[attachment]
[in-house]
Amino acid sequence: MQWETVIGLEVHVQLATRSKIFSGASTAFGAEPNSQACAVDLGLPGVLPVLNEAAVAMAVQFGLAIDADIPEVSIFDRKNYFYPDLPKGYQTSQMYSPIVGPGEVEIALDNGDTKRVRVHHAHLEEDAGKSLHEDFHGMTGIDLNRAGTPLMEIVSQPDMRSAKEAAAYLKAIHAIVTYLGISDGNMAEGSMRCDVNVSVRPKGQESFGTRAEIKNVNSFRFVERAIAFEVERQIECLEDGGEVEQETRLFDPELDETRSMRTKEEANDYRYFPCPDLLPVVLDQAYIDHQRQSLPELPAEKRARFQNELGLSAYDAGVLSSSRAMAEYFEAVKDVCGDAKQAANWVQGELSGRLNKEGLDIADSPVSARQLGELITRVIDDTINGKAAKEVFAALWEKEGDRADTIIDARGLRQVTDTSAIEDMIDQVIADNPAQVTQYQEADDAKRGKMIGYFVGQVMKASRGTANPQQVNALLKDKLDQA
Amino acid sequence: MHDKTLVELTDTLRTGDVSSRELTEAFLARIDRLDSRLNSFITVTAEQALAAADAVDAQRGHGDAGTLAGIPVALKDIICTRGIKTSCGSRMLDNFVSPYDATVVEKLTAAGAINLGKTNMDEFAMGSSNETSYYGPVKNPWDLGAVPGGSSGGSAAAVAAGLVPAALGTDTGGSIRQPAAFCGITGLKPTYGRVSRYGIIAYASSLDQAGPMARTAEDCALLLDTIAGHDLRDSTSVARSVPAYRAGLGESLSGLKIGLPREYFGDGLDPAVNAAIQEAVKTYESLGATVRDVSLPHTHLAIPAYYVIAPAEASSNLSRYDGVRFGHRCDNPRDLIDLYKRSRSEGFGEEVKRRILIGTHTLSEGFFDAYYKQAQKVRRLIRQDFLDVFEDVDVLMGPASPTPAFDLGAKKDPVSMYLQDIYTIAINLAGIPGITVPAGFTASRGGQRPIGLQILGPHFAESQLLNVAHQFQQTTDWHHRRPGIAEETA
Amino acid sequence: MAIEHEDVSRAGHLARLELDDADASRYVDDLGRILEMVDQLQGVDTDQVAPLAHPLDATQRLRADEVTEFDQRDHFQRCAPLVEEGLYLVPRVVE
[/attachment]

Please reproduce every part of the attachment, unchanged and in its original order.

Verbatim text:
[in-house]
Amino acid sequence: MQWETVIGLEVHVQLATRSKIFSGASTAFGAEPNSQACAVDLGLPGVLPVLNEAAVAMAVQFGLAIDADIPEVSIFDRKNYFYPDLPKGYQTSQMYSPIVGPGEVEIALDNGDTKRVRVHHAHLEEDAGKSLHEDFHGMTGIDLNRAGTPLMEIVSQPDMRSAKEAAAYLKAIHAIVTYLGISDGNMAEGSMRCDVNVSVRPKGQESFGTRAEIKNVNSFRFVERAIAFEVERQIECLEDGGEVEQETRLFDPELDETRSMRTKEEANDYRYFPCPDLLPVVLDQAYIDHQRQSLPELPAEKRARFQNELGLSAYDAGVLSSSRAMAEYFEAVKDVCGDAKQAANWVQGELSGRLNKEGLDIADSPVSARQLGELITRVIDDTINGKAAKEVFAALWEKEGDRADTIIDARGLRQVTDTSAIEDMIDQVIADNPAQVTQYQEADDAKRGKMIGYFVGQVMKASRGTANPQQVNALLKDKLDQA
Amino acid sequence: MHDKTLVELTDTLRTGDVSSRELTEAFLARIDRLDSRLNSFITVTAEQALAAADAVDAQRGHGDAGTLAGIPVALKDIICTRGIKTSCGSRMLDNFVSPYDATVVEKLTAAGAINLGKTNMDEFAMGSSNETSYYGPVKNPWDLGAVPGGSSGGSAAAVAAGLVPAALGTDTGGSIRQPAAFCGITGLKPTYGRVSRYGIIAYASSLDQAGPMARTAEDCALLLDTIAGHDLRDSTSVARSVPAYRAGLGESLSGLKIGLPREYFGDGLDPAVNAAIQEAVKTYESLGATVRDVSLPHTHLAIPAYYVIAPAEASSNLSRYDGVRFGHRCDNPRDLIDLYKRSRSEGFGEEVKRRILIGTHTLSEGFFDAYYKQAQKVRRLIRQDFLDVFEDVDVLMGPASPTPAFDLGAKKDPVSMYLQDIYTIAINLAGIPGITVPAGFTASRGGQRPIGLQILGPHFAESQLLNVAHQFQQTTDWHHRRPGIAEETA
Amino acid sequence: MAIEHEDVSRAGHLARLELDDADASRYVDDLGRILEMVDQLQGVDTDQVAPLAHPLDATQRLRADEVTEFDQRDHFQRCAPLVEEGLYLVPRVVE